^{−1}for channel slope) as we believe that measuring errors of +/− 10% magnitude can occur in the field. In addition, determining mean channel width, mean channel slope, mean streambank angle and mean bend radius can be done rather easily and accurately in the field, but the exact determination of ${D}_{50}$ is more time consuming and is spatially heterogeneous. Based on this, considerable effort is still needed to improve a more cost-effective method for the estimation of this parameter for practical applications. Further, median grain size is not the same on the surface of a streambank or riverbed as it is in depth. While the framework estimates erosion for static ${D}_{50}$ in time, ${D}_{50}$ is not static as it changes as soon as material is removed and mobilized sediment from upstream is deposited, as shown by Pasquale et al. [79] for the Thur River catchment. Their results show that the standard deviation of the observed ${D}_{50}$ at the surface is approximately 15 mm, whereas the standard deviation at depths of 40 cm is approximately 2 mm. To take this effect into account, a probability-density function adapting ${D}_{50}$ values during an erosion event could have a significant effect on the modeled results as ${D}_{50}$ will most likely change during erosion events. In addition, regarding the simplicity of the framework: measuring ${D}_{50}$ is rather time consuming. The inclusion of an empirically derived function to estimate ${D}_{50}$ as a function of mean channel slope and mean channel width [89] could be considered and used to compare measured and estimated ${D}_{50}$ values to find a suitable density function or to define permissible ${D}_{50}$ values.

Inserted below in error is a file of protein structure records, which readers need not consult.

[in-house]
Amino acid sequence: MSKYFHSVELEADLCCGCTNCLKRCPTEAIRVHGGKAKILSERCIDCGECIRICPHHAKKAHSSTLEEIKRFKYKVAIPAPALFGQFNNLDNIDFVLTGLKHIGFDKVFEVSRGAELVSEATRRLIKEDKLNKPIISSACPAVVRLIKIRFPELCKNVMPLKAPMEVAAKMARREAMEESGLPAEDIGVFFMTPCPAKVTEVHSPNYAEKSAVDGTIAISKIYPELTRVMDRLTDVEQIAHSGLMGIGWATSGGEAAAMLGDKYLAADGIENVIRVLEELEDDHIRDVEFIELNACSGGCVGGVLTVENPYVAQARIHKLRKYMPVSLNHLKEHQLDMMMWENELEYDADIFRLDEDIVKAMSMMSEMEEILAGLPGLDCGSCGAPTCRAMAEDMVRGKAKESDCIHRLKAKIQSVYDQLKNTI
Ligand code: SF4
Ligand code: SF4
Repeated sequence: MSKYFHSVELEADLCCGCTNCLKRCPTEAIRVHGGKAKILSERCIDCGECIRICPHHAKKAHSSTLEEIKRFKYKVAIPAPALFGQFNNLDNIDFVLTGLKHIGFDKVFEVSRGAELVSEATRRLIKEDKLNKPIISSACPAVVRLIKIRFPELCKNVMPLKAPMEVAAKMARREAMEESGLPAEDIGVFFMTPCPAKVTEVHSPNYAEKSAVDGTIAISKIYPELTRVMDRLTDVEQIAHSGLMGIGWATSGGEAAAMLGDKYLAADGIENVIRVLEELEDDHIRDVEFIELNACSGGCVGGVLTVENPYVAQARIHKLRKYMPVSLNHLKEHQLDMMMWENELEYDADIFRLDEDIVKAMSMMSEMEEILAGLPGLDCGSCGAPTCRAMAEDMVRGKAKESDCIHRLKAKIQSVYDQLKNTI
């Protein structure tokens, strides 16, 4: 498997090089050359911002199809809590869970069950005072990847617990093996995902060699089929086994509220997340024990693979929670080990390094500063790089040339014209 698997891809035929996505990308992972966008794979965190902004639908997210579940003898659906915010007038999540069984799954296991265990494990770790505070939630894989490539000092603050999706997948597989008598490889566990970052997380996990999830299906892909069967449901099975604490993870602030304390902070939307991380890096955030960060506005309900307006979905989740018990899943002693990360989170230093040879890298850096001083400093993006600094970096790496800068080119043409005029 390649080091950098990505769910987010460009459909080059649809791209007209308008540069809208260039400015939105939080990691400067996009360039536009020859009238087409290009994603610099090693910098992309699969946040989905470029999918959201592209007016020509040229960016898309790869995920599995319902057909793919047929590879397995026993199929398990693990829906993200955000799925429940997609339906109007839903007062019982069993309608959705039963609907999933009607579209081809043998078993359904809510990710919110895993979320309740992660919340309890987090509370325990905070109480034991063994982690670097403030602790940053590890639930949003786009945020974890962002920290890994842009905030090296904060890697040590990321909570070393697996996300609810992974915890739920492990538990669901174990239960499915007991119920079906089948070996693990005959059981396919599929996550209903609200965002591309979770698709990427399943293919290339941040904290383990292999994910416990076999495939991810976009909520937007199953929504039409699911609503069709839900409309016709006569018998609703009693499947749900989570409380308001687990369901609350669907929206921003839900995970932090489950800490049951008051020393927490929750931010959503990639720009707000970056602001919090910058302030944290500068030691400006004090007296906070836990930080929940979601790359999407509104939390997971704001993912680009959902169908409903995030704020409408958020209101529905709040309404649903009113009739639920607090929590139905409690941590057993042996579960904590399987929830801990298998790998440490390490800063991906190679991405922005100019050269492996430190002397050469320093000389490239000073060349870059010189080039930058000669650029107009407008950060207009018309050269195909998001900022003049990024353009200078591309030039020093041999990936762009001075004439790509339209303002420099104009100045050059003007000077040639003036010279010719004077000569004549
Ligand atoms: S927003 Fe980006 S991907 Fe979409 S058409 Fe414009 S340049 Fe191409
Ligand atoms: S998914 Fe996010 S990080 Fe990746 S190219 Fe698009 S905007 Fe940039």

^{−1}. Based on a GIS analysis using the ecological morphology data provided by the Swiss Federal Office for the Environment, these criteria correspond approximately to 42% of all Swiss torrents and streams. Considering the effects of roots (RAR in vertical direction) was validated at the Sulzigraben catchment. A sycamore maple with a DBH of 36 cm had a measured RAR of max. 2.3% at 30 cm depth and 1% at 60 cm depth—the point where erosion occurred and was modeled—standing 2.50 m away from the streambank/water interface. Considering a RAR of 1% at a radial distance of 2.50 m away from the tree stem, the ideal riparian forest conditions for the Sulzigraben catchment to decrease the susceptibility of hydraulic bank erosion can be reached with a forest stand of 510 trees per hectare and a mean DBH of 36 cm. With continuous erosion, RAR increases, subsequently reducing hydraulic bank erosion. As such, the reduction of hydraulic bank erosion is dependent on RAR, rooting depth, the difference and modification of critical and applied shear stress and streambank height. As long as channel incision is not greater than rooting depth, roots have a stabilizing (positive) effect. If no roots are present at the area affected by the flow, roots have no or very little influence on erosion reduction (see Figure 13).

## 5. Conclusions